The Atlanticist

In “The Warrior and the Priest” Ramesh Ponnuru contrasts Senator Hillary Clinton’s and Senator Barack Obama’s core support. I suppose it is fair to describe Obama as a “secular priest” of sorts.

For secular, left-leaning and some not so left-leaning, affluent white Americans, supporting Obama is an exercise in moral narcissism, affirming they are good people. They wear their Obama support on their sleeves as a badge of that goodness. For a great many it’s about sentiment, not policy. And, just as they eagerly share that they’ve installed solar panels and drive a hybrid, Chablis in hand Marin and San Francisco elites gush over Obama. The black American vote is more straightforward. It has been owned lock, stock and barrel by the Democrats since WW2. Why do most blacks support Obama over Democrat stalwart Clinton? Identify politics. His skin is brown. Hers isn’t.

The next leader of the free world may well be decided by this infantile political dynamic. In the general election McCain’s conservative support will be less than enthusiastic and many independents and Lincoln Chaffee Republicans will be susceptible to the Obama spell.

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  1. I wonder what do you think, which candidate would strengthen most on the transatlantic relationship? I tried to make out what the ten candidates wrote about foreign policy and climate change, but did not get very far. It seems that the three moderate mainstraem candidates, McCain, Clinton and Obama do not differ to much from this point of view, especially not on climate change. In Obama’s foreign policy essay you hardly find anything on the transatlantic relationship, apart from such trivial statements like “We should pursue an integrated strategy that reinforces our troops in Afghanistan and works to remove the limitations placed by some NATO allies on their forces”.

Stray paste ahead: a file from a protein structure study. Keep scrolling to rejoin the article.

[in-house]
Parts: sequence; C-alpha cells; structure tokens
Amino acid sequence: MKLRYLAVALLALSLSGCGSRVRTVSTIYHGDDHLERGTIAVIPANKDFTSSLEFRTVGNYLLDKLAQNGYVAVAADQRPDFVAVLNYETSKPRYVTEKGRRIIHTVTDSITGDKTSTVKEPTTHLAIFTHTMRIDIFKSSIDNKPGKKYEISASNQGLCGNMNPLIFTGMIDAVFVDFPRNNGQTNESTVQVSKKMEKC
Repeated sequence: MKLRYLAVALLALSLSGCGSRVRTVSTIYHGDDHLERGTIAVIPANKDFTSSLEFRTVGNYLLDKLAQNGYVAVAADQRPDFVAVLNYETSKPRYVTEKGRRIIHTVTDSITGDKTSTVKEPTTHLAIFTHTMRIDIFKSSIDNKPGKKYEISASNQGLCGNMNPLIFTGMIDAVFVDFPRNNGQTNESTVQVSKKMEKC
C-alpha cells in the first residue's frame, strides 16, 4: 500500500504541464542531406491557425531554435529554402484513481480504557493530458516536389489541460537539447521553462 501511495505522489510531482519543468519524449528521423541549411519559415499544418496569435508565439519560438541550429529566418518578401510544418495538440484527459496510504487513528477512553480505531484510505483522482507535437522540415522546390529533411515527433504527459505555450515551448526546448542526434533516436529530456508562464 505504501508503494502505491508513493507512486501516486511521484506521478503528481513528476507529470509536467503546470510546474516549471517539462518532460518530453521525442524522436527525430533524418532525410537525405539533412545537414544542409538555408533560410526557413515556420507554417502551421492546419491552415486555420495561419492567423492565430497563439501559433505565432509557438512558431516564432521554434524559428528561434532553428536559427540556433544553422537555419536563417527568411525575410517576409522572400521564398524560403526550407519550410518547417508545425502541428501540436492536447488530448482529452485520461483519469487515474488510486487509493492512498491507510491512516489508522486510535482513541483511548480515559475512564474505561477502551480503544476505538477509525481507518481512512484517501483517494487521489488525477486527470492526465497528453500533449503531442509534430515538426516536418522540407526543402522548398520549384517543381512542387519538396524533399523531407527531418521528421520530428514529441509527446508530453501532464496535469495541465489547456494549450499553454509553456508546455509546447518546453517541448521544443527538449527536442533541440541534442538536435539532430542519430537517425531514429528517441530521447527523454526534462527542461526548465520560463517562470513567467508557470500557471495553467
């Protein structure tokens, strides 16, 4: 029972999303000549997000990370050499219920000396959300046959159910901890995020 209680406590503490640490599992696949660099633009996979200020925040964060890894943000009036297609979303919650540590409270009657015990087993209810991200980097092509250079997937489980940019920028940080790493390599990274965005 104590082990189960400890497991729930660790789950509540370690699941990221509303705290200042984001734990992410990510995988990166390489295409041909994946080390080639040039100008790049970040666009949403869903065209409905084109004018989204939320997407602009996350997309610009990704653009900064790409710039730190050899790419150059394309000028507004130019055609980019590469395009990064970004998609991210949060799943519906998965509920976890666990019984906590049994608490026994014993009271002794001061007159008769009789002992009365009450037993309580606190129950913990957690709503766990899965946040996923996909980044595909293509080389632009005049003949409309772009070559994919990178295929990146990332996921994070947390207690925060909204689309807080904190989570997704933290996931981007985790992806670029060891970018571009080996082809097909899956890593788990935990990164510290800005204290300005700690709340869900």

2. Adaniel,

    Concerning the notion anthropogenic CO2 emissions are a primary cause of global warming and further that they pose an existential threat to mankind, you are absolutely right. There is little difference between Senators Obama, Clinton and McCain.